Chesapeake & Delaware Canal Railroad Bridge

Chesapeake & Delaware Canal Railroad Bridge

The Chesapeake & Delaware Canal Railroad Bridge features a Warren through truss lift span over the C&D Canal in Delaware.


History

Chesapeake & Delaware Canal History

A survey of possible water routes across the Delmarva Peninsula was conducted in 1764 as a way to shorten the shipping distance by nearly 300 miles between Baltimore and Philadelphia. Such a canal would include 14 locks to connect the Elk River at Welch Point, Maryland and the Christina River in Delaware. Construction was halted in 1806 over a lack of funds. 3 4

The canal company was reorganized in 1822 and new surveys determined that more than $2 million in funding would be required to resume construction. 3 4 The states of Pennsylvania, Maryland, and Delaware purchased $175,000 in stock, while the federal government invested $450,000. The remainder was subscribed by the public.

The U.S. Army Corps of Engineers provided two senior officers to help determine a canal route, advising a route with four locks extending from the Back Creek Branch of the Elk River in Maryland to Newbold’s Landing Harbor (today’s Delaware City) in Delaware. Canal construction resumed in April 1824 and the new Chesapeake & Delaware Canal opened to marine traffic in 1829 at the cost of $3.5 million. 2 3 4 The new 14-mile waterway featured a uniform depth of 10 feet and a width of 66 feet. Crossings of the canal included a covered bridge at Summit and three wooden swing bridges.

The advent of larger and deeper-draft vessels could not pass through the restricting locks by the turn of the 20th century. 3 4 Coupled with the advent of the New Castle & Frenchtown Railroad, traffic along the canal began to decline which brought a downward trend in profits for the canal operators who gave little thought to enlarging and deepening the canal until President Theodore Roosevelt appointed a commission in 1906 to report on the feasibility of converting the canal into a larger—and free waterway.

The Chesapeake & Delaware Canal was acquired by the federal government for $2.5 million, which included six bridges plus a railroad crossing owned by the Pennsylvania Railroad. 3 Responsibility for operating and maintaining the canal was assigned to the Corps Wilmington District.

Work to convert the canal into a sea-level operation began in the mid-1920s with a projected cost of $10 million. 3 4 It included relocating the eastern entrance of the canal to Reedy Point, Delaware, adding two stone jetties at Reedy Point, removing all of the locks, deepening and enlarging the canal, and replacing all of the bridges with five vertical lift spans. The new canal, with a uniform depth of 12 feet and a width of 90 feet, opened in May 1927.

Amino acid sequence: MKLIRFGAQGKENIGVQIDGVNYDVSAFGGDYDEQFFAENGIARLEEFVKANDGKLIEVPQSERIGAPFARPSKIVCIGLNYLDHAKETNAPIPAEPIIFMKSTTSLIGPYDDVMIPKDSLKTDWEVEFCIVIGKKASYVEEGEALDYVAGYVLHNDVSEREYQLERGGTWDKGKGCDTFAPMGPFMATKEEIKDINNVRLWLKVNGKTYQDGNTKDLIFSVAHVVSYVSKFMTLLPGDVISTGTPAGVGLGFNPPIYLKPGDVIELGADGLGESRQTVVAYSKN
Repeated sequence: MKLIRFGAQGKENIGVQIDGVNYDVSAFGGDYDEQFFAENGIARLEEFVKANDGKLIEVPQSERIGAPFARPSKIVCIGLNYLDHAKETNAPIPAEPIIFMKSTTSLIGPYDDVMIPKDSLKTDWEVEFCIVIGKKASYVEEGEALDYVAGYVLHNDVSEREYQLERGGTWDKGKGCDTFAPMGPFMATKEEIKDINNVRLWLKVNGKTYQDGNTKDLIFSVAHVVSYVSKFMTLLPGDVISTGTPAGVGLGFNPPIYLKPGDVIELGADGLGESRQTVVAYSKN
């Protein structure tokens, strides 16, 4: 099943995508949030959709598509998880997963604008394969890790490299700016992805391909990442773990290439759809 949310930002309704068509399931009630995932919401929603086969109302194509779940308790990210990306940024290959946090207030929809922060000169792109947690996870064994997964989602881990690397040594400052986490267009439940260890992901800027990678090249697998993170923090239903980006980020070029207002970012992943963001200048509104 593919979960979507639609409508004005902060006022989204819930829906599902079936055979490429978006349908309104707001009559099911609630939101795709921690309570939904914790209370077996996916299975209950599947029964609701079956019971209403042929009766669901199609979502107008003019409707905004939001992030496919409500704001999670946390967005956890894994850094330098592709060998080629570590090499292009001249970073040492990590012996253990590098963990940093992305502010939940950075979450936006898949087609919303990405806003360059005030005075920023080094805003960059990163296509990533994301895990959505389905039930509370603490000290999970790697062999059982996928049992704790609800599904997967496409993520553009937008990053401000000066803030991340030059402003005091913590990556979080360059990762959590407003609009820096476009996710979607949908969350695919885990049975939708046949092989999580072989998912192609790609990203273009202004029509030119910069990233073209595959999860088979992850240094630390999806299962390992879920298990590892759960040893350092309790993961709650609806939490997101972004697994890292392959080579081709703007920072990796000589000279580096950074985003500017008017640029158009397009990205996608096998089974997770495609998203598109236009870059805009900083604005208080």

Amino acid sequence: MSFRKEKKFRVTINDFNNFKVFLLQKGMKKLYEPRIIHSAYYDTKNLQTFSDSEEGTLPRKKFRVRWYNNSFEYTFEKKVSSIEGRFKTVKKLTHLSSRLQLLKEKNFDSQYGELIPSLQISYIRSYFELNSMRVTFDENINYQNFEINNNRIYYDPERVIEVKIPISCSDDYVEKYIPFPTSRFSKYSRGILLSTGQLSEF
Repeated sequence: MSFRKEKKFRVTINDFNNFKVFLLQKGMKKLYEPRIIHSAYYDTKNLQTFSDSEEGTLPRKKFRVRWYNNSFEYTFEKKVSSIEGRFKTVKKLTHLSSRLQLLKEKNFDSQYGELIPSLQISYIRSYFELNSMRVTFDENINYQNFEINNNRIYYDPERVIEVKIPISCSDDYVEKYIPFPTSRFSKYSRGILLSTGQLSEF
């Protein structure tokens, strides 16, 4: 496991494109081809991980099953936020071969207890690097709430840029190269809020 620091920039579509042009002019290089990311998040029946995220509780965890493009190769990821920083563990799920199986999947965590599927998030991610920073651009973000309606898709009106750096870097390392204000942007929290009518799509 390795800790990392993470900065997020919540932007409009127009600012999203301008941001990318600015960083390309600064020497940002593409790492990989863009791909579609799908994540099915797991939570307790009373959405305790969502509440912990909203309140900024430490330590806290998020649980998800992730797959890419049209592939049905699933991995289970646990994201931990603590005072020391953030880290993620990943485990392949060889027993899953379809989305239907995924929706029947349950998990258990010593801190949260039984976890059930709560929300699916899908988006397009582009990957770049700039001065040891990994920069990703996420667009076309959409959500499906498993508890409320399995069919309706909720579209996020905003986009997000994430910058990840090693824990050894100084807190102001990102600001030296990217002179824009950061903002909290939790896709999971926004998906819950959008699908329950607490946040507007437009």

Even after the new sea-level canal opened, plans were already underway for further expansion as the sizes of ships that flowed through continued to increase. The Philadelphia District took over operation of the canal in 1933, and between 1935 and 1938, the canal was enlarged to a uniform depth of 27 feet and a width of 250 feet at the cost of $13 million. 3 4 The project also included expanding the federal navigation channel in the Upper Chesapeake Bay for 26 miles from the Elk River to Pooles Island to a depth of 27 feet and a width of 400 feet.

The dramatic growth in traffic along the C&D Canal soon outpaced capacity, with accidents and one-way traffic restrictions further straining the canal’s capabilities. 3 Between 1938 and 1950, eight ships had collided with bridges causing catastrophic failures and fatalities. In 1954, the United States Congress authorized an expansion of the canal channel to a uniform depth of 35 feet and a width of 450 feet, with the improvements taking place between 1962 and 1968. 1 4

A survey of possible water routes across the Delmarva Peninsula was conducted in 1764 as a way to shorten the shipping distance by nearly 300 miles between Baltimore and Philadelphia. Such a canal would include 14 locks to connect the Elk River at Welch Point, Maryland and the Christina River in Delaware. Construction was halted in 1806 over a lack of funds. 3 4

The canal company was reorganized in 1822 and new surveys determined that more than $2 million in funding would be required to resume construction. 3 4 The states of Pennsylvania, Maryland, and Delaware purchased $175,000 in stock, while the federal government invested $450,000. The remainder was subscribed by the public.

The U.S. Army Corps of Engineers provided two senior officers to help determine a canal route, advising a route with four locks extending from the Back Creek Branch of the Elk River in Maryland to Newbold’s Landing Harbor (today’s Delaware City) in Delaware. Canal construction resumed in April 1824 and the new Chesapeake & Delaware Canal opened to marine traffic in 1829 at the cost of $3.5 million. 2 3 4 The new 14-mile waterway featured a uniform depth of 10 feet and a width of 66 feet. Crossings of the canal included a covered bridge at Summit and three wooden swing bridges.